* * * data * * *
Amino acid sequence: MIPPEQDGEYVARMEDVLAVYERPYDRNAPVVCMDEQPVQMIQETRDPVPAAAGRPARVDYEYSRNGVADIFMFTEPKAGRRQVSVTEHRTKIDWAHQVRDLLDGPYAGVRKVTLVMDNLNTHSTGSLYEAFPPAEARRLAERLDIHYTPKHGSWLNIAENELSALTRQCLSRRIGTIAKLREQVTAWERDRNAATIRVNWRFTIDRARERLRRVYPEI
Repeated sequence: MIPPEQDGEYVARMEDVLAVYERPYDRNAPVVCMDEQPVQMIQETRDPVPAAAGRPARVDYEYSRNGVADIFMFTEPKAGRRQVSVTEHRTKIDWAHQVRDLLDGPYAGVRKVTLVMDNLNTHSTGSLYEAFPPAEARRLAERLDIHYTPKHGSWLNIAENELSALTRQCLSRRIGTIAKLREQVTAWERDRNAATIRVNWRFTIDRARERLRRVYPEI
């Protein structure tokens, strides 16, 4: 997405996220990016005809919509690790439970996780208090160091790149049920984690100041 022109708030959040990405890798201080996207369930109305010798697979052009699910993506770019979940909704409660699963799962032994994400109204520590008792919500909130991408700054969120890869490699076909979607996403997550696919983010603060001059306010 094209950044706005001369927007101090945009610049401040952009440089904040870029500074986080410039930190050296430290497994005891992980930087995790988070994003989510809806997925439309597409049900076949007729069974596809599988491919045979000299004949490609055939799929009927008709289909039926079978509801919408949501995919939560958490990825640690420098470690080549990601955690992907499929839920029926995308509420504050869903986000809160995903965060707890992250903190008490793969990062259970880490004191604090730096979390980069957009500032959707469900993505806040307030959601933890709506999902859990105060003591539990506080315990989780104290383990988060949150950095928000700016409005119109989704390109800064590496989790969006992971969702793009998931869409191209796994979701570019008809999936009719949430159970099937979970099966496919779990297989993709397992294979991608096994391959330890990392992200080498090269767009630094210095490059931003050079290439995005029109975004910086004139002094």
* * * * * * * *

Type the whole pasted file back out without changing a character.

Amino acid sequence: MIPPEQDGEYVARMEDVLAVYERPYDRNAPVVCMDEQPVQMIQETRDPVPAAAGRPARVDYEYSRNGVADIFMFTEPKAGRRQVSVTEHRTKIDWAHQVRDLLDGPYAGVRKVTLVMDNLNTHSTGSLYEAFPPAEARRLAERLDIHYTPKHGSWLNIAENELSALTRQCLSRRIGTIAKLREQVTAWERDRNAATIRVNWRFTIDRARERLRRVYPEI
Repeated sequence: MIPPEQDGEYVARMEDVLAVYERPYDRNAPVVCMDEQPVQMIQETRDPVPAAAGRPARVDYEYSRNGVADIFMFTEPKAGRRQVSVTEHRTKIDWAHQVRDLLDGPYAGVRKVTLVMDNLNTHSTGSLYEAFPPAEARRLAERLDIHYTPKHGSWLNIAENELSALTRQCLSRRIGTIAKLREQVTAWERDRNAATIRVNWRFTIDRARERLRRVYPEI
């Protein structure tokens, strides 16, 4: 997405996220990016005809919509690790439970996780208090160091790149049920984690100041 022109708030959040990405890798201080996207369930109305010798697979052009699910993506770019979940909704409660699963799962032994994400109204520590008792919500909130991408700054969120890869490699076909979607996403997550696919983010603060001059306010 094209950044706005001369927007101090945009610049401040952009440089904040870029500074986080410039930190050296430290497994005891992980930087995790988070994003989510809806997925439309597409049900076949007729069974596809599988491919045979000299004949490609055939799929009927008709289909039926079978509801919408949501995919939560958490990825640690420098470690080549990601955690992907499929839920029926995308509420504050869903986000809160995903965060707890992250903190008490793969990062259970880490004191604090730096979390980069957009500032959707469900993505806040307030959601933890709506999902859990105060003591539990506080315990989780104290383990988060949150950095928000700016409005119109989704390109800064590496989790969006992971969702793009998931869409191209796994979701570019008809999936009719949430159970099937979970099966496919779990297989993709397992294979991608096994391959330890990392992200080498090269767009630094210095490059931003050079290439995005029109975004910086004139002094």